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Lost In Translation: Corporate Failures Abroad

Many American companies want to sell their products in foreign countries to increase revenue. Quite frequently the advertising created in America doesn’t work abroad. Here are a few examples of the difficulties encountered by some of the biggest brands on earth.

  • The name Coca-Cola in China was first translated to “Ke-kou-ke-la.” Unfortunately, the company did not realize that it meant “bite the wax tadpole.” Coke then studied 40,000 Chinese characters and found a closer phonetic equivalent, “ko-kou-ko-le,” which, loosely translated means, “happiness in the mouth.”
  • Also in China, the Kentucky Fried Chicken slogan “finger-lickin’ good” came out as “eat your fingers off.”
  • The American slogan for Salem cigarettes, “Salem – Feeling Free,” got translated for the Japanese market into “When smoking Salem, you feel so refreshed that your mind seems to be free and empty.”
  • When General Motors introduced the Chevrolet Nova in South America, it was unaware that “no va” means “it won’t go.” After the company figured out why it wasn’t selling any cars there, it revised the name of the car to Caribe.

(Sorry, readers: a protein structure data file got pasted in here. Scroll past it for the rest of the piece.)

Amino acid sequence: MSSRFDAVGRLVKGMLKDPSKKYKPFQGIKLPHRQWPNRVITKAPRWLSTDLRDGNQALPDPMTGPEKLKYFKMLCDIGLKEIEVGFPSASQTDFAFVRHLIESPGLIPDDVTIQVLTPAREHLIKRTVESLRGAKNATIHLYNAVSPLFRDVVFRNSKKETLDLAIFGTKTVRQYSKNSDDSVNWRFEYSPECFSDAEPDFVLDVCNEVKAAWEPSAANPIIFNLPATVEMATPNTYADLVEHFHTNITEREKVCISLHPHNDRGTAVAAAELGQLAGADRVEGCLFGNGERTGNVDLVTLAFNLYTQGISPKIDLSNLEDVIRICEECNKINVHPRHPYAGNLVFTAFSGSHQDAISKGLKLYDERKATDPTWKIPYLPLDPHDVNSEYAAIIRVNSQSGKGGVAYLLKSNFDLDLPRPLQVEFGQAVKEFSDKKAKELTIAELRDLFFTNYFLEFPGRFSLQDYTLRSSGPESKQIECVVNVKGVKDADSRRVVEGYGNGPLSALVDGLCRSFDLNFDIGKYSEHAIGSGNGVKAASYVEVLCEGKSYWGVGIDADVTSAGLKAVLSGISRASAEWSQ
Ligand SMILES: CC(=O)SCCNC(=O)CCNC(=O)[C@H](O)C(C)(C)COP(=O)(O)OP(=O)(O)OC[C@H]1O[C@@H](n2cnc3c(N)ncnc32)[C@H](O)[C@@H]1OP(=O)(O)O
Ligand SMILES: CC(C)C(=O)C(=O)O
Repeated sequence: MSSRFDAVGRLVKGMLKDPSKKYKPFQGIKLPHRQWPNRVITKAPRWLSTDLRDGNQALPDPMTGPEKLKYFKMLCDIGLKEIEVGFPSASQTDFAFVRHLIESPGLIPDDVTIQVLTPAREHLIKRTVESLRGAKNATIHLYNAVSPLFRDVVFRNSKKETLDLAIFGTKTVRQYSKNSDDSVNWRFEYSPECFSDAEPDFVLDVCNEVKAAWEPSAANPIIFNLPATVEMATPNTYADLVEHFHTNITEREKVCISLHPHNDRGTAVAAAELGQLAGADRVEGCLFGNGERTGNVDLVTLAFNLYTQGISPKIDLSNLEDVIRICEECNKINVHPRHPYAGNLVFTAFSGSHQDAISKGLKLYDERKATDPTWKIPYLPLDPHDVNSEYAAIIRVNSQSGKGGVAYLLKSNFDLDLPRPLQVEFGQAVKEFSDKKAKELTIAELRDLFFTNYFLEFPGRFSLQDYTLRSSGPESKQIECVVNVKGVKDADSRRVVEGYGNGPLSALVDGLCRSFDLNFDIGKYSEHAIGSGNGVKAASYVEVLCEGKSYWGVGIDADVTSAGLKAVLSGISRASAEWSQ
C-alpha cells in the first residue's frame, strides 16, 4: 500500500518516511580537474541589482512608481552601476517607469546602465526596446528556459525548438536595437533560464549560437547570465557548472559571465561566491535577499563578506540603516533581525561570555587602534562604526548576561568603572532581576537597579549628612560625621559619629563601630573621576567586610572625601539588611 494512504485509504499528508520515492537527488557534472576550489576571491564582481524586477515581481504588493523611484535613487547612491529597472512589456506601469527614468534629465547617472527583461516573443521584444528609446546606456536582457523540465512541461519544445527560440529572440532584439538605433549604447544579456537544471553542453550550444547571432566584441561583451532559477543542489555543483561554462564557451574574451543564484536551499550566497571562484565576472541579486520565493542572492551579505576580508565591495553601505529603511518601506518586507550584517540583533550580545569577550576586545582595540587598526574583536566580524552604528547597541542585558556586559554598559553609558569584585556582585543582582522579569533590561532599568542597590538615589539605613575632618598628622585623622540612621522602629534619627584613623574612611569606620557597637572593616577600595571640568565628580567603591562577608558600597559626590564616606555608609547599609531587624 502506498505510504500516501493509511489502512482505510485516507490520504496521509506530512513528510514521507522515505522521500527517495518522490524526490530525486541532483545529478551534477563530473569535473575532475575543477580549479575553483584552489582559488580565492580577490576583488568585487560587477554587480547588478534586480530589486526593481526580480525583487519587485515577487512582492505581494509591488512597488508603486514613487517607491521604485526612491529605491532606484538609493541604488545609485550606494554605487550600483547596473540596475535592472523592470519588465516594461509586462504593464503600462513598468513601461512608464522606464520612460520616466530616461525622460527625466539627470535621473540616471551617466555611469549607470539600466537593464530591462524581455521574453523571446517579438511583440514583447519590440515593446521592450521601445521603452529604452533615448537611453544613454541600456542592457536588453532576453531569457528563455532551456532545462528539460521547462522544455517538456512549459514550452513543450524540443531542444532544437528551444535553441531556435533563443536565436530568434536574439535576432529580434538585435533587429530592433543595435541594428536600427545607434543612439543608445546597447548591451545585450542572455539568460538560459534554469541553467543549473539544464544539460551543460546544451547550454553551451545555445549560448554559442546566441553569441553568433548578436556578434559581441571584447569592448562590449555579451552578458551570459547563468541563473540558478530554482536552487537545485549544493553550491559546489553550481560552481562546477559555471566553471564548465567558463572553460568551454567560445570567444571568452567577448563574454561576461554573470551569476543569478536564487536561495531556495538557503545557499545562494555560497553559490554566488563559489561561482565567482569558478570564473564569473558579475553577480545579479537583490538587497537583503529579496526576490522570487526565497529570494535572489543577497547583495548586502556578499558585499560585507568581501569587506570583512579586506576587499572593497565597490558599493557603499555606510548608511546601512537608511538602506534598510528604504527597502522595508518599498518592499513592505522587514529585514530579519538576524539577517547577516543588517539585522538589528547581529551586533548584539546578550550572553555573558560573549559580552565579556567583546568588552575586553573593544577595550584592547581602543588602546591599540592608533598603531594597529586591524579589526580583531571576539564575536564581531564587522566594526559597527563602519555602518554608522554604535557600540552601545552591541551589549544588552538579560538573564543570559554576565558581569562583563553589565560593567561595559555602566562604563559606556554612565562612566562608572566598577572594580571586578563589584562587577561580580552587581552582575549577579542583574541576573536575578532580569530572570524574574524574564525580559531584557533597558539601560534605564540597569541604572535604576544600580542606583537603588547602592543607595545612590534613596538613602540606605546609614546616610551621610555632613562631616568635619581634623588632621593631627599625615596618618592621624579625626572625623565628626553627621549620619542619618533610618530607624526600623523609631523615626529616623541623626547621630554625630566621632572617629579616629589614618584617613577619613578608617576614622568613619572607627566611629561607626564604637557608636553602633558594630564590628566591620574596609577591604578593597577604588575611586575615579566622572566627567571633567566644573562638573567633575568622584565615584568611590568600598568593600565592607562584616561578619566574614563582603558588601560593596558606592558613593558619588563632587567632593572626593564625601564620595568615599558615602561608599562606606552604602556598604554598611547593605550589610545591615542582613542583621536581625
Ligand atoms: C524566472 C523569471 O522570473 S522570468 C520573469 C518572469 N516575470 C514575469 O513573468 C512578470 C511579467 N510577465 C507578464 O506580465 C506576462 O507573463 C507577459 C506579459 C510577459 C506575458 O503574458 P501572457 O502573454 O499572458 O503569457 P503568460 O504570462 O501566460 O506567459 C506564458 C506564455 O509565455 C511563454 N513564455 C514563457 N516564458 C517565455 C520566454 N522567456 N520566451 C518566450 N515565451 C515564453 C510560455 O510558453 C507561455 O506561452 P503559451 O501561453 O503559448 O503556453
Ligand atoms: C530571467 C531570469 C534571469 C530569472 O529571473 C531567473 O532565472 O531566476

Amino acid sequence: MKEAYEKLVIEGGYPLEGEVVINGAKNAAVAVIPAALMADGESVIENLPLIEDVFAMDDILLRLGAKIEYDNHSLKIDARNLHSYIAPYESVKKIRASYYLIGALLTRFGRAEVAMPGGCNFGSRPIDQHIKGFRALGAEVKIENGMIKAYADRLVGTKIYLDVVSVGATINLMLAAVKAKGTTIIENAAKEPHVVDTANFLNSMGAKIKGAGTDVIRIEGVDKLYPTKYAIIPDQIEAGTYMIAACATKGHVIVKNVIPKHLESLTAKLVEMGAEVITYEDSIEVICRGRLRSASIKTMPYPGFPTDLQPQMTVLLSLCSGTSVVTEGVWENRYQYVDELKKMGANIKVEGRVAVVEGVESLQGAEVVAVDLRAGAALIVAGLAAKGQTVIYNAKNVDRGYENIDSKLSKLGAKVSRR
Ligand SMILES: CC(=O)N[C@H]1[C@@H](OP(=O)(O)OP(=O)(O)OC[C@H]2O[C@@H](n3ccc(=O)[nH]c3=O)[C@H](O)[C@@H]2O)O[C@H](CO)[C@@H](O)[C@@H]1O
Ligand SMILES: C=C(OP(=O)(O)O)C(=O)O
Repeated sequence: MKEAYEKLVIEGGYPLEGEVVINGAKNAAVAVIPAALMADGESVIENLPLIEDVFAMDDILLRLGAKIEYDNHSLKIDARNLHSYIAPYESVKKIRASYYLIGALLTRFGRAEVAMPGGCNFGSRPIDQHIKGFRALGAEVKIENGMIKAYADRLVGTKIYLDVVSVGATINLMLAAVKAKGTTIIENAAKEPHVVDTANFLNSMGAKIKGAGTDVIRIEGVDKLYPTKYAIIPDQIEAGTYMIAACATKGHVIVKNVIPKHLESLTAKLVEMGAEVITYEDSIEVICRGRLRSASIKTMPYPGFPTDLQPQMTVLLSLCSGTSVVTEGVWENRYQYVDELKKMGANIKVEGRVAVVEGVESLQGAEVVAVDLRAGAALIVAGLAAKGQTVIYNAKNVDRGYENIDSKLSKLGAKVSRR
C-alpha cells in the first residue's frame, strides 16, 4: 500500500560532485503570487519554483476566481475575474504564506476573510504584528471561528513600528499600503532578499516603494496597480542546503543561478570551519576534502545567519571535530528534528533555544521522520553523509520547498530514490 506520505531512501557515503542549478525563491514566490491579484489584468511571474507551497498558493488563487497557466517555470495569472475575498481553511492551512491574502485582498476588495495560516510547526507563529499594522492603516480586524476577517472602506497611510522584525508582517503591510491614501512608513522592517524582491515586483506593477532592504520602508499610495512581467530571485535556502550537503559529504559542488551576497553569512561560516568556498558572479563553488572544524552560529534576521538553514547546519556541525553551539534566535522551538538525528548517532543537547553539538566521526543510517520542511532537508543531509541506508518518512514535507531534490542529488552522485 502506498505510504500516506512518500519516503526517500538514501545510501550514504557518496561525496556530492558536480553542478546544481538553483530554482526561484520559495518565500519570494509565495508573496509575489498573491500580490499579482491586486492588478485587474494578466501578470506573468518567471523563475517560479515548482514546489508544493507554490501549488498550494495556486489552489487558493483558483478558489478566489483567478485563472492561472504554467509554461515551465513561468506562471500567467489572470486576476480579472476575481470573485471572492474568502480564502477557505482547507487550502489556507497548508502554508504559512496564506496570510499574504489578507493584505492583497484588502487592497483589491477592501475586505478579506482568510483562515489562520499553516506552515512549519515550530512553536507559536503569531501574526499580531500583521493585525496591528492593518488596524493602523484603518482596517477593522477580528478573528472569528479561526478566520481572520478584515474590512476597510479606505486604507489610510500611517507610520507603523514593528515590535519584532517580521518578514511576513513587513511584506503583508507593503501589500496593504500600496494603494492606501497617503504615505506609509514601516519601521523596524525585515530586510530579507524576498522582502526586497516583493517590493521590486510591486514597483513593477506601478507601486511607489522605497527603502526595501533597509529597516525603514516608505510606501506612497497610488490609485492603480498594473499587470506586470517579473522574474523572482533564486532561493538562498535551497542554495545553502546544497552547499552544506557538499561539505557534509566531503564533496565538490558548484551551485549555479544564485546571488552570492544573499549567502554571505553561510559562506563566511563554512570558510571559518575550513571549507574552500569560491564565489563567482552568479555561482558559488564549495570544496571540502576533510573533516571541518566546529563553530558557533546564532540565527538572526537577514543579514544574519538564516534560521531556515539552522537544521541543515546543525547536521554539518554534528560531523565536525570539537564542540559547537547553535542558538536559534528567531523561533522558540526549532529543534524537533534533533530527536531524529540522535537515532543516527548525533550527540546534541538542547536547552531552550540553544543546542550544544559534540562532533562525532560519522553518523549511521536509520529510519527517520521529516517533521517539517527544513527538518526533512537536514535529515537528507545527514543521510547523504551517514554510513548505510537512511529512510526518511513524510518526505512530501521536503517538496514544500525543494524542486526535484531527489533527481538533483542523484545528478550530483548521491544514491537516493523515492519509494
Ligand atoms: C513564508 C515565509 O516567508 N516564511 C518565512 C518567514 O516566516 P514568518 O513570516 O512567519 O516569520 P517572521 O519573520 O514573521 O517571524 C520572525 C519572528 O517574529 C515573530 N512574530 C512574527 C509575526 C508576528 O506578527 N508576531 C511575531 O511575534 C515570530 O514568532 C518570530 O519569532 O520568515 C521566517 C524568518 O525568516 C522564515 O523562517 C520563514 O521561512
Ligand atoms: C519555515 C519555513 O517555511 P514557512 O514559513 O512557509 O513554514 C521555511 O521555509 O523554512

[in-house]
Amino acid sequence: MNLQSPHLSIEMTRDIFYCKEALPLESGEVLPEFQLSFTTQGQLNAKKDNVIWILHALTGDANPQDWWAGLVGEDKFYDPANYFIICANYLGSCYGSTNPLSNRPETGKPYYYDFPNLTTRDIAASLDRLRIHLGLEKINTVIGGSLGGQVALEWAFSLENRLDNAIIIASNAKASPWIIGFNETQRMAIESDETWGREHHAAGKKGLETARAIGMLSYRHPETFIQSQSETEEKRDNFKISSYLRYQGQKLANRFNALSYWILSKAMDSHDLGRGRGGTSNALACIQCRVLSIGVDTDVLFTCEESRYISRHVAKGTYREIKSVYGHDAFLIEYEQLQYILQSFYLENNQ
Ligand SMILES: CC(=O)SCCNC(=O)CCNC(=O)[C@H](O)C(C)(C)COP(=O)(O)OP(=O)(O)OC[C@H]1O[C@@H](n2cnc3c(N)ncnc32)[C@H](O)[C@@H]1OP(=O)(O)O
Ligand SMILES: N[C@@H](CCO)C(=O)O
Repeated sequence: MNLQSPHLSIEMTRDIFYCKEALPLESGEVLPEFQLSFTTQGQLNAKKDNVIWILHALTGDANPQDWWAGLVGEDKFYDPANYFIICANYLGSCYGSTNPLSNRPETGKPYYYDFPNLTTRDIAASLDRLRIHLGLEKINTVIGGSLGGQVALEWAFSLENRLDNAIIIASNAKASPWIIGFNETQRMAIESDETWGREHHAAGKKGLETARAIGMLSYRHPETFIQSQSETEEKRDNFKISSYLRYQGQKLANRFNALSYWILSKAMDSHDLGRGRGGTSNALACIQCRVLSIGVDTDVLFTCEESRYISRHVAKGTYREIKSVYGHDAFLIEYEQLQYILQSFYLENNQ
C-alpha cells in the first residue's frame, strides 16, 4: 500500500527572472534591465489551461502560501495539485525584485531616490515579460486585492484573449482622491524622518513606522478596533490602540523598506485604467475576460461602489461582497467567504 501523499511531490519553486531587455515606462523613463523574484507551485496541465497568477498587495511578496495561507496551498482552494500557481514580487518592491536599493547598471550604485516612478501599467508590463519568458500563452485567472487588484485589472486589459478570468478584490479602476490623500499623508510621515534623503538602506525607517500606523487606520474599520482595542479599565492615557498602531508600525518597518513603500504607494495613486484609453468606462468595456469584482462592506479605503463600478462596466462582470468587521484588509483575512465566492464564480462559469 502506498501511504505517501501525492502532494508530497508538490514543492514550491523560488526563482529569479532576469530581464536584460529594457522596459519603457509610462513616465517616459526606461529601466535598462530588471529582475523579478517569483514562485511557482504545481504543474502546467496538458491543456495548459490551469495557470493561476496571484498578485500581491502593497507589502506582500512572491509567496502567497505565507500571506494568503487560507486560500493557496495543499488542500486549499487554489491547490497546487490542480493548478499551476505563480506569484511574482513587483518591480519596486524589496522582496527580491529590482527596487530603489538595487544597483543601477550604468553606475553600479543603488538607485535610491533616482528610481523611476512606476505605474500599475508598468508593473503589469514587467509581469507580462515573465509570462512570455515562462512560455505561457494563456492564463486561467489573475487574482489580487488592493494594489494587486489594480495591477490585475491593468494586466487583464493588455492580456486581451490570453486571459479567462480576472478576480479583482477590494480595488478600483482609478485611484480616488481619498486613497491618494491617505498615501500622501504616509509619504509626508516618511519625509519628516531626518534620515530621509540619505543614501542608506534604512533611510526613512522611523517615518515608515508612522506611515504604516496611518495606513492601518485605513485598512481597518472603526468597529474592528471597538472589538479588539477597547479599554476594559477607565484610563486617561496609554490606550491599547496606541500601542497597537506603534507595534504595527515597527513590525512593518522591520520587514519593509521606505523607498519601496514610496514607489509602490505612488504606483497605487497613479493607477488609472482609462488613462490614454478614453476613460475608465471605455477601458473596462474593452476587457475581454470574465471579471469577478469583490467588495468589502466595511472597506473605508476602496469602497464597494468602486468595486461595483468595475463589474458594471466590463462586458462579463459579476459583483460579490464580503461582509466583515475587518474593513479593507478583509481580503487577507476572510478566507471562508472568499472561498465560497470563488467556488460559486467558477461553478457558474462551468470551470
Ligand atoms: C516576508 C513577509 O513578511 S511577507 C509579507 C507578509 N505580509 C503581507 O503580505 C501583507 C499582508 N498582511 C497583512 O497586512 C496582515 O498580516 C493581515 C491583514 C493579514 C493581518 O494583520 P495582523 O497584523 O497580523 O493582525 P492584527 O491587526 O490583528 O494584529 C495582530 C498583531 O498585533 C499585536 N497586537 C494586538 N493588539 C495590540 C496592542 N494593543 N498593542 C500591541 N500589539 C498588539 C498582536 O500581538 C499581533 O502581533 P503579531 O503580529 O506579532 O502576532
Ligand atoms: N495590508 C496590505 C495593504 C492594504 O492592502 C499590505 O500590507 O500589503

• Ford had a similar problem in Brazil with the Pinto. The company found out that Pinto was Brazilian slang for “tiny male genitals”. Ford yanked all the nameplates off the cars and substituted the name Corcel, which means horse.
  • When Parker Pen marketed a ball-point pen in Mexico, its ads were supposed to say “It won’t leak in your pocket and embarrass you.” Unfortunately, the company mistakenly thought the Spanish word “embarazar” meant embarrass. Instead the ads said that “It won’t leak in your pocket and make you pregnant.”
  • An American T-shirt maker in Miami printed shirts for the Spanish market which promoted the Pope‘s visit. Instead of the desired “I Saw the Pope” in Spanish, the shirts proclaimed “I Saw the Potato.”
  • Hunt-Wesson introduced its Big John products in the French part of Canada as Gros Jos before finding out that the phrase, in slang, means “big breasts.” In this case, however, the name did not seem to impair sales.
  • Japan’s second-largest tourist agency was surprised when it entered American markets and began receiving requests for unusual sex tours. After learning how the name was perceived in the U.S., the owners of Kinki Nippon Tourist Company changed its name.

Marketers must do their homework BEFORE launching their campaigns – to save time, money and avoid what could be a cultural faux pas that has the potential of damaging the brand. Investing in professional translation services and conducting research may add to the expense of a campaign, but it is generally money well spent. With the world becoming a single global village, it pays to be sensitive to the languages and cultures of our neighbors.

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